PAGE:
Proposal of Prognostic Survival Models before and after Liver Resection for Hepatocellular Carcinoma in Potentially Transplantable Patients

Stefano Di Sandro, Carlo Sposito, Andrea Lauterio, Marc Najjar, Michele Droz Dit Busset, Vincenzo Buscemi, Maria Flores Reyes, Riccardo De Carlis, Vincenzo Mazzaferro, Luciano De Carlis

Research output: Contribution to journalArticlepeer-review


BACKGROUND: Transplantable hepatocellular carcinoma (HCC) represents a highly debated issue due to the overlap between indications for liver resection (LR) and transplantation (LT) in patients suitable for both.

STUDY DESIGN: Between January 2000 and December 2012, five hundred and twenty-four transplantable patients affected by HCC were identified among resected patients. Two regression models were constructed to classify patients into 2 groups pre-low and pre-high risk based on preoperative variables and then to reclassify pre-low-risk patients according to postoperative variables into either post-low or post-high-risk. Additionally, a cohort of patients with comparable baseline characteristics who underwent LT were similarly classified into pre-low and pre-high-risk groups and compared with the resected patients in terms of survival.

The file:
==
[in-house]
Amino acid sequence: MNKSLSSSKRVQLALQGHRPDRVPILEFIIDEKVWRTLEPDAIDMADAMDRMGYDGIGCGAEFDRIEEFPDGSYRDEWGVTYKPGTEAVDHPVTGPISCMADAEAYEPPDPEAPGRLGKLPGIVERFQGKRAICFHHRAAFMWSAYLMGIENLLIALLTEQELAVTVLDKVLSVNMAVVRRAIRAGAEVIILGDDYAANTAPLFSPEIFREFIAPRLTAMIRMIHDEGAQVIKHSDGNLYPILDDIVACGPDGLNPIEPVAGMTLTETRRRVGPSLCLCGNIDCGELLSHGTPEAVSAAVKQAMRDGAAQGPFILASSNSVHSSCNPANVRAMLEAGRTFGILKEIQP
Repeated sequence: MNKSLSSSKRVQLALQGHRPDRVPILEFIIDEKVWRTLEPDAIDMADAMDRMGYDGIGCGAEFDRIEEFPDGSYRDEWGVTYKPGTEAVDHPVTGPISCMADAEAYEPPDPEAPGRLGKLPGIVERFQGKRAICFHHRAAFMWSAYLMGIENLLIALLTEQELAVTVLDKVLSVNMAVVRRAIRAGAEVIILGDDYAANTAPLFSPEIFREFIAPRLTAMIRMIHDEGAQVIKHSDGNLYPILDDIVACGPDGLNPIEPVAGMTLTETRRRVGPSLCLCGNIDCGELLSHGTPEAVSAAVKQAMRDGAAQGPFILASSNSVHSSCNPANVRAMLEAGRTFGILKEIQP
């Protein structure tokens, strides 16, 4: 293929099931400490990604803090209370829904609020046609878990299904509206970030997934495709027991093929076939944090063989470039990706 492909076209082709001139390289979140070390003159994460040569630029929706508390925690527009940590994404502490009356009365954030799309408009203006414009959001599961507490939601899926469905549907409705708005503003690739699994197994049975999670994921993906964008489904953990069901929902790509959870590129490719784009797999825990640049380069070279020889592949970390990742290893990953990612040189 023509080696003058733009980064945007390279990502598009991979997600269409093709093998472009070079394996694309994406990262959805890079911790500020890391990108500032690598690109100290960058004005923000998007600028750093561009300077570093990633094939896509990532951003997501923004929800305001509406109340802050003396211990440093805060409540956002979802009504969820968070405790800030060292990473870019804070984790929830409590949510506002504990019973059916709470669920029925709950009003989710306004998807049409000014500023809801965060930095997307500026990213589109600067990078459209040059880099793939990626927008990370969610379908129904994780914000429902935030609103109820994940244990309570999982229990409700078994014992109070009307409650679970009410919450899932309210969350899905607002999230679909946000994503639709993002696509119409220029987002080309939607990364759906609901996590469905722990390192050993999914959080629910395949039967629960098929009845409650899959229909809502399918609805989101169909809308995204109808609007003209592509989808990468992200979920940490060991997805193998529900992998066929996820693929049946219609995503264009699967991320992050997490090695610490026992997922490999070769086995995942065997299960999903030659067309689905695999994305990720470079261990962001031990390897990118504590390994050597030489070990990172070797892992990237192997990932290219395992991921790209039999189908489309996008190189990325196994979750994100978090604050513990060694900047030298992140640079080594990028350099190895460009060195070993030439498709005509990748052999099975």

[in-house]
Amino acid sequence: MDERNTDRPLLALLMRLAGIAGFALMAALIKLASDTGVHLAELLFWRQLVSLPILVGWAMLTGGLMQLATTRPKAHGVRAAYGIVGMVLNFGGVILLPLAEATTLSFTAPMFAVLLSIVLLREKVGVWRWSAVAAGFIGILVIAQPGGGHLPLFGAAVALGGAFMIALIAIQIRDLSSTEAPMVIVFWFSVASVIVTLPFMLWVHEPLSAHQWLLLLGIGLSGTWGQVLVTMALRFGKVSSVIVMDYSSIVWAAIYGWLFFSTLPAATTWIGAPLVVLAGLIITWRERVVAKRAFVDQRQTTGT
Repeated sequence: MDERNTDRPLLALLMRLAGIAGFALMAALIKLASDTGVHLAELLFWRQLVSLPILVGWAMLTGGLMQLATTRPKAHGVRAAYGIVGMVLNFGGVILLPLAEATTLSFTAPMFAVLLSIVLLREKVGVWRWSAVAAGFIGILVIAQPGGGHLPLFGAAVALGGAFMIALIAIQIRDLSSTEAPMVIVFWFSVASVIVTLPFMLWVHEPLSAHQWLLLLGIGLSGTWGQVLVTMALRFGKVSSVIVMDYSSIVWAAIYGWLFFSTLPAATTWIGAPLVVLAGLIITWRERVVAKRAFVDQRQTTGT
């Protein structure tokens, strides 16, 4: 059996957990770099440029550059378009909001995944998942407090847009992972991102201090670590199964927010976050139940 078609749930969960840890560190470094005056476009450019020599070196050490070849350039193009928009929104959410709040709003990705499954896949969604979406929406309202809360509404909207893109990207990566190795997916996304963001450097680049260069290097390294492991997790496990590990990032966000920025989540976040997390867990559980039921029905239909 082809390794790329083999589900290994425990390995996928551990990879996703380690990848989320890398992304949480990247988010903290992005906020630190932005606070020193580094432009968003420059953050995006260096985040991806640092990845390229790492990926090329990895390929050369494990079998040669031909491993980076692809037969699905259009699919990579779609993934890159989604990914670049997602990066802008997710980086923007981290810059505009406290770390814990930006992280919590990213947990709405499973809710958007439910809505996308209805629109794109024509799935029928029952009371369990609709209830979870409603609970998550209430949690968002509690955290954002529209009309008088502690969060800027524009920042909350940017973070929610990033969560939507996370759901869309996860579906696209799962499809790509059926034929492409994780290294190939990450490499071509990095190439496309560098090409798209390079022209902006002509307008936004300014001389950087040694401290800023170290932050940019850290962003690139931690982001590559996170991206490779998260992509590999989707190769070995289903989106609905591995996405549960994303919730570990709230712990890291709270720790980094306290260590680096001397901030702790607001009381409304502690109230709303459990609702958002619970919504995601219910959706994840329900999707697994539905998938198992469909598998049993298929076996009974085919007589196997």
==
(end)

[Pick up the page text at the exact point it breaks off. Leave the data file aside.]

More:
RESULTS: Cirrhosis, aspartate transaminase, α-fetoprotein, Model for End-Stage Liver Disease score, number of nodules, and diameter of the largest nodule were preoperatively found to be significantly related to overall survival post-LR. Microvascular invasion and satellites were selected to reclassify prognosis in the resulting preoperative low-risk group into post-high risk. The converted group (post-high) demonstrated the same 5-year survival as the pre-high group. Patients undergoing LT had better survival overall than those undergoing LR, with the exception of pre-low LT and post-low LR (confirmed low-risk LR) who had similar outcomes.

CONCLUSIONS: The new models were strongly predictive of patients' likelihood of survival after LR for HCC on liver cirrhosis. Liver transplantation offers a survival advantage over LR, except in low-risk groups where both modalities might be comparable.

Original languageEnglish
Pages (from-to)1147-1159
Number of pages13
JournalJournal of the American College of Surgeons
Issue number6
Publication statusPublished - Jun 2018


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